Some of my favorite subjects are food, trees, shrubs, tall grass, . . . food. But that really has nothing to do with the subject. What we're talking about here is a little different.
sub·ject (sub´-jikt) n.
A word or phrase in a sentence that denotes the doer of the action, the receiver of the action in passive constructions, or that which is described or identified.
That sounds pretty good in American Heritage, but all you really need to know about a subject is: a sentence has got to have one!
To find out which word is the subject of a sentence, just ask yourself two questions:
If you can answer question 2, you've found the subject.
Let's take a look at some examples:
Ask yourself the two questions about each of these sentences. Decide what's going on or being described, and then ask yourself who? or what? is doing it or being described. You can see that in numbers 1 and 2 the butcher and the dog are doing something. They are the subjects.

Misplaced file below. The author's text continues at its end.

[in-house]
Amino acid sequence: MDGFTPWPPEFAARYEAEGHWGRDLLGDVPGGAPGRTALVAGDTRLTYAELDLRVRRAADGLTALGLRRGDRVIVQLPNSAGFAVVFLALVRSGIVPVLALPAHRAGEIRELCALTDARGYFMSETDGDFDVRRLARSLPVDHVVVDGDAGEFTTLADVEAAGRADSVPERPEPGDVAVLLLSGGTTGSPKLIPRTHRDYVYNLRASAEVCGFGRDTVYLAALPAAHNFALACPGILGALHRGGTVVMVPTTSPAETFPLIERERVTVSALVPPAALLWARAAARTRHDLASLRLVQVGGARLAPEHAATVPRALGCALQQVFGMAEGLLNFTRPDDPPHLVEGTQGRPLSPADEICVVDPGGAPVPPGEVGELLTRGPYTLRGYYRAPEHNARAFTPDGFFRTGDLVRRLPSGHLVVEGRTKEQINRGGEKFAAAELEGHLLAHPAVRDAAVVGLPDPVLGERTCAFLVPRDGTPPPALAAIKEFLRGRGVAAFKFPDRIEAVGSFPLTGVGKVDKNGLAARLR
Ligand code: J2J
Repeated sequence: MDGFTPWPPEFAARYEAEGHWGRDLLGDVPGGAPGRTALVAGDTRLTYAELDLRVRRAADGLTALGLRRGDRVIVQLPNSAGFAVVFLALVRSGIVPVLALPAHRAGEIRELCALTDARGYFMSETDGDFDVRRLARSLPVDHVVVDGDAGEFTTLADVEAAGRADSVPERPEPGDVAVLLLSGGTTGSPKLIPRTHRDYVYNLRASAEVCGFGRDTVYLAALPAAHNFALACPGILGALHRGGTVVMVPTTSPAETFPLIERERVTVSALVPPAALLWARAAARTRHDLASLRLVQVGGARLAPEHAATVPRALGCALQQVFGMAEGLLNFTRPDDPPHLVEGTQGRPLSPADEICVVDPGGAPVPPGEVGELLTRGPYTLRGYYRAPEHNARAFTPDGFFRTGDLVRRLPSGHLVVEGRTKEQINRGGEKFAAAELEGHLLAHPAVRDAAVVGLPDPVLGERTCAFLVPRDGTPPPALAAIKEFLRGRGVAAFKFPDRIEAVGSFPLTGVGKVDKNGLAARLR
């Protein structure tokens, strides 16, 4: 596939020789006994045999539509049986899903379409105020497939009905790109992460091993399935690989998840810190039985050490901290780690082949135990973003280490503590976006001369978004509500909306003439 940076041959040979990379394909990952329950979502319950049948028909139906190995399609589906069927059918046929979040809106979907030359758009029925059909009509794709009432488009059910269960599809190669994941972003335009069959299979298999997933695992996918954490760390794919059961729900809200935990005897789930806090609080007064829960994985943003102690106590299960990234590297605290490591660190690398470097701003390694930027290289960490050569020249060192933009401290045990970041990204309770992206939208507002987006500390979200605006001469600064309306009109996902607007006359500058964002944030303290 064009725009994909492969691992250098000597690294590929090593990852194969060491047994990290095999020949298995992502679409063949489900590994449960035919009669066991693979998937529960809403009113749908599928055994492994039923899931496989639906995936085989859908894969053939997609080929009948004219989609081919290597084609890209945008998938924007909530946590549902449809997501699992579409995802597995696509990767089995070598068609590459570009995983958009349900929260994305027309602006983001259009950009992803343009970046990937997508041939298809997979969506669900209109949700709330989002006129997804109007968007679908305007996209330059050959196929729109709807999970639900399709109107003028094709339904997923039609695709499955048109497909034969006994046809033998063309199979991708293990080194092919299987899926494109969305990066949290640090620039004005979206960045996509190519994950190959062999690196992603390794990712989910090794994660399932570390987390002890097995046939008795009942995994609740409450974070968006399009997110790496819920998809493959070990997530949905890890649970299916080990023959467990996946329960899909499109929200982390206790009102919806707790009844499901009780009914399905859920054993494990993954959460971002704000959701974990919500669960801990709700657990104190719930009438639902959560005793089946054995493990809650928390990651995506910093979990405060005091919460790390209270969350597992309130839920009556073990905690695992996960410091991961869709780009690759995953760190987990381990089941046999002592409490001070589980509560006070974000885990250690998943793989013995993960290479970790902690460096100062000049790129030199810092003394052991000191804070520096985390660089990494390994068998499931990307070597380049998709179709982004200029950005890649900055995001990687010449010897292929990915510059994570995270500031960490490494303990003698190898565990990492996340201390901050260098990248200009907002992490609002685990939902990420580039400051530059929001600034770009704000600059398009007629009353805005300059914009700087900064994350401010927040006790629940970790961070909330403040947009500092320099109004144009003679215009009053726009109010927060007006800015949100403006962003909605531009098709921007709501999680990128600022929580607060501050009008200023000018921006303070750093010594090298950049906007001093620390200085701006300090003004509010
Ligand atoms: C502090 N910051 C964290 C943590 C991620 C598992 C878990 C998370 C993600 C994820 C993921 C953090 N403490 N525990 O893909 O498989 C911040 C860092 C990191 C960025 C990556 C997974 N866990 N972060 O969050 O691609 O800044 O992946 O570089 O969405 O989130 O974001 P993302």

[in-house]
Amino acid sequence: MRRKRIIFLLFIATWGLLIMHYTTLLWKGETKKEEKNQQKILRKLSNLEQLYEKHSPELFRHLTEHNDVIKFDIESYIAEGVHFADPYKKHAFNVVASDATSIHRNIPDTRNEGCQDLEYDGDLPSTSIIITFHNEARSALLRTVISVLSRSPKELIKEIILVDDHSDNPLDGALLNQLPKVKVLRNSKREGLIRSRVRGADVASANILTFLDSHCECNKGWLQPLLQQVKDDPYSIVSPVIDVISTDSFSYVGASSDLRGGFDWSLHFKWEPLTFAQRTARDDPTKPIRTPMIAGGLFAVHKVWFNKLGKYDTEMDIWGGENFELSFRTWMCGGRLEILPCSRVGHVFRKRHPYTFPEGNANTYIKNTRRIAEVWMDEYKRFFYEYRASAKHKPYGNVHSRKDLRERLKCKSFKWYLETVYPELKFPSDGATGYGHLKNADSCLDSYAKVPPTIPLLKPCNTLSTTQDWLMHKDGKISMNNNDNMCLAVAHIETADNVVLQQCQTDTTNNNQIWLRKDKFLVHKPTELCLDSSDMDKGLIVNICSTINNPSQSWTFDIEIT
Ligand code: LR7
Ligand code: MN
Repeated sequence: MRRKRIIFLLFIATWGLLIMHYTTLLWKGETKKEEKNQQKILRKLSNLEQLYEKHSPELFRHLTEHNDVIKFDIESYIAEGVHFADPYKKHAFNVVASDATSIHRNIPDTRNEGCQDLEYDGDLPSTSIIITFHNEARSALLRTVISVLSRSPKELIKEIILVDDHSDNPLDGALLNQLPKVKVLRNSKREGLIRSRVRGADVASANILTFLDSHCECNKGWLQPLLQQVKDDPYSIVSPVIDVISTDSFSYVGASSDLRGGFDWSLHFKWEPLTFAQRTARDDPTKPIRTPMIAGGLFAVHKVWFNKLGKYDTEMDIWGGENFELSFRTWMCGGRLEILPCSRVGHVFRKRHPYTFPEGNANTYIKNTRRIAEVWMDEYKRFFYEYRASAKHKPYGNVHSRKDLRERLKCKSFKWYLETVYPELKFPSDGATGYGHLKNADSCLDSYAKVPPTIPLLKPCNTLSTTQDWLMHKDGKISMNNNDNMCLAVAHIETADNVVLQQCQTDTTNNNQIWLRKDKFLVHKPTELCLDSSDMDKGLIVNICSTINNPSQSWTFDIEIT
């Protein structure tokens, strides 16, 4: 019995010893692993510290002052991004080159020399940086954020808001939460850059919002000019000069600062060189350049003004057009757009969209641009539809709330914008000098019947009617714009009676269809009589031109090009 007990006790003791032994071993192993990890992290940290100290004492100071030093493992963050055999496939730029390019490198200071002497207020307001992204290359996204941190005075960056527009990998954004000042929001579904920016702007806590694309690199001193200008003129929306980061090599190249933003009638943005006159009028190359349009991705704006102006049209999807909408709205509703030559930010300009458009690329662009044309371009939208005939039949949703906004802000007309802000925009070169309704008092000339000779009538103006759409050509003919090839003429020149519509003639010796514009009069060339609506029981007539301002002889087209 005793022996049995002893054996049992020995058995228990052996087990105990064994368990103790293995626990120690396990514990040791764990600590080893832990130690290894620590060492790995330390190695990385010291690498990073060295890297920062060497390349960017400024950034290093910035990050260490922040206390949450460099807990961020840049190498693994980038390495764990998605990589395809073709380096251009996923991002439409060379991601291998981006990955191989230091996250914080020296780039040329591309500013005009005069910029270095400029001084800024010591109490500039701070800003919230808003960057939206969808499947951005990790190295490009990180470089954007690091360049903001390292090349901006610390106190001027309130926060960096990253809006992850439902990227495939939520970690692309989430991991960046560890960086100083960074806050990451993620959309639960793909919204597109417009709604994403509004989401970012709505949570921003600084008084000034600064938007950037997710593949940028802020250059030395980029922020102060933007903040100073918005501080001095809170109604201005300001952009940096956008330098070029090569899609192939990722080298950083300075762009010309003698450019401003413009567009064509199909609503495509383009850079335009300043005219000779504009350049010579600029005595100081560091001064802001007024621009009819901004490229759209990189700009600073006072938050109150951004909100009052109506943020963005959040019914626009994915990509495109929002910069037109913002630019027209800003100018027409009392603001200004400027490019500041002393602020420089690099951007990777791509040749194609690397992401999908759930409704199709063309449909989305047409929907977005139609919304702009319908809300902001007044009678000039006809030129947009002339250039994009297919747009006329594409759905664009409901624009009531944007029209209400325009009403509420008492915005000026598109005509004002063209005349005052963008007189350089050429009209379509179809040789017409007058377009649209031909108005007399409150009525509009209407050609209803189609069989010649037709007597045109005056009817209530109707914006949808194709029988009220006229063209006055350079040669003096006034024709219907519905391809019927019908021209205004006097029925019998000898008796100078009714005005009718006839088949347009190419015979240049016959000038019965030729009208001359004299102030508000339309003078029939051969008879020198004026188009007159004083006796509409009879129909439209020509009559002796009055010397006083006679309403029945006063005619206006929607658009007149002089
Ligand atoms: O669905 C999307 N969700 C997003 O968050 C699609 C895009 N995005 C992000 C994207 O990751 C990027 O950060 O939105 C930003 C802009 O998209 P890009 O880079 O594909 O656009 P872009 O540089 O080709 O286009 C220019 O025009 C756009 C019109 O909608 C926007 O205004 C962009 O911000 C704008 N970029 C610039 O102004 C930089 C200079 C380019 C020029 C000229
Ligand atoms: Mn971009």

In numbers 3 and 4, the butcher and the dog are being described. Again, they are the subjects. Pretty easy, huh? In number 5, you can see how a sentence may have more than one subject, shelties and cocker spaniels.
If you back up to the dictionary definition, it says something about the subject being the receiver of the action in a passive construction. Consider the next sentence:The dog was given a bone.
There the dog receives the action--and the bone!--so it's the subject. But don't worry too much about passive constructions right now. We'll get back to them later.
This is awfully simple, but if you can't clearly identify the subject of a sentence, you're going to get into trouble later on when we talk about some of the harder stuff. For more help in identifying subjects, see the section on prepositions. 'Nuff said.
There's a "Self-Test" available on Subjects and Verbs, but you should review Verbs first.
© Scott Foll 2001. All rights reserved.